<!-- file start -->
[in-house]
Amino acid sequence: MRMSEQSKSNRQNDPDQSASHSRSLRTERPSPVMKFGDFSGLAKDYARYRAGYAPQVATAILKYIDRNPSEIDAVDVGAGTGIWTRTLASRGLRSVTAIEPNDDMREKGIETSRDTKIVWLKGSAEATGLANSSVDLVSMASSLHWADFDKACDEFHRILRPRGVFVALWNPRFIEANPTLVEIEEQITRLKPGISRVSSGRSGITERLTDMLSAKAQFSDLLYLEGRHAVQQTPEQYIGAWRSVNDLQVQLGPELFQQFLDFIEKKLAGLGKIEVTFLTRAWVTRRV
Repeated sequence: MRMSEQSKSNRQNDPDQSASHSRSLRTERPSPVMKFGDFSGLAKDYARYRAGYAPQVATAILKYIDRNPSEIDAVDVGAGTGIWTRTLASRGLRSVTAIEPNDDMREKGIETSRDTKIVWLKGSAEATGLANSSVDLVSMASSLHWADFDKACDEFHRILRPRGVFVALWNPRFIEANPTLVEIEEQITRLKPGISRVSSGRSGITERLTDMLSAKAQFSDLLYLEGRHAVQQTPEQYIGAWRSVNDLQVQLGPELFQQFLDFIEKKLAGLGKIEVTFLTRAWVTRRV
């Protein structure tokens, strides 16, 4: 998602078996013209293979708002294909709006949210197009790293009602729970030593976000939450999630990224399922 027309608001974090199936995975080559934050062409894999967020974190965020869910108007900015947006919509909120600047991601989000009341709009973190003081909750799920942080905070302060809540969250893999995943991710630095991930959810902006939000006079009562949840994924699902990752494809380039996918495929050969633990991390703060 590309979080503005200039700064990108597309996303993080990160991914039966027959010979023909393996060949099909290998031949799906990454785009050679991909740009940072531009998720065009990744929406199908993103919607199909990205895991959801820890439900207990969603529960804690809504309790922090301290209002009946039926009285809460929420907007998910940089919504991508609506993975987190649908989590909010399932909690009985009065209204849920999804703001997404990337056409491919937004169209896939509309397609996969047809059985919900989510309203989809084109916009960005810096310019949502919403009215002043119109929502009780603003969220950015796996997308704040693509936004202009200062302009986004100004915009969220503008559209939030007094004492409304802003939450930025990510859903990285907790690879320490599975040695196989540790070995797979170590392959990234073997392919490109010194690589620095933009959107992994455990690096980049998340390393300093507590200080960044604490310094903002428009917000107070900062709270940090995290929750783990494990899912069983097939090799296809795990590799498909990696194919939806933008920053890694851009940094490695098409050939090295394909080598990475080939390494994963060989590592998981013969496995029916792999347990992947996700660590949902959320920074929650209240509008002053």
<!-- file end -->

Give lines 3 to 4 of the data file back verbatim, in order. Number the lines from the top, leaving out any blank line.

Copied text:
Repeated sequence: MRMSEQSKSNRQNDPDQSASHSRSLRTERPSPVMKFGDFSGLAKDYARYRAGYAPQVATAILKYIDRNPSEIDAVDVGAGTGIWTRTLASRGLRSVTAIEPNDDMREKGIETSRDTKIVWLKGSAEATGLANSSVDLVSMASSLHWADFDKACDEFHRILRPRGVFVALWNPRFIEANPTLVEIEEQITRLKPGISRVSSGRSGITERLTDMLSAKAQFSDLLYLEGRHAVQQTPEQYIGAWRSVNDLQVQLGPELFQQFLDFIEKKLAGLGKIEVTFLTRAWVTRRV
């Protein structure tokens, strides 16, 4: 998602078996013209293979708002294909709006949210197009790293009602729970030593976000939450999630990224399922 027309608001974090199936995975080559934050062409894999967020974190965020869910108007900015947006919509909120600047991601989000009341709009973190003081909750799920942080905070302060809540969250893999995943991710630095991930959810902006939000006079009562949840994924699902990752494809380039996918495929050969633990991390703060 590309979080503005200039700064990108597309996303993080990160991914039966027959010979023909393996060949099909290998031949799906990454785009050679991909740009940072531009998720065009990744929406199908993103919607199909990205895991959801820890439900207990969603529960804690809504309790922090301290209002009946039926009285809460929420907007998910940089919504991508609506993975987190649908989590909010399932909690009985009065209204849920999804703001997404990337056409491919937004169209896939509309397609996969047809059985919900989510309203989809084109916009960005810096310019949502919403009215002043119109929502009780603003969220950015796996997308704040693509936004202009200062302009986004100004915009969220503008559209939030007094004492409304802003939450930025990510859903990285907790690879320490599975040695196989540790070995797979170590392959990234073997392919490109010194690589620095933009959107992994455990690096980049998340390393300093507590200080960044604490310094903002428009917000107070900062709270940090995290929750783990494990899912069983097939090799296809795990590799498909990696194919939806933008920053890694851009940094490695098409050939090295394909080598990475080939390494994963060989590592998981013969496995029916792999347990992947996700660590949902959320920074929650209240509008002053």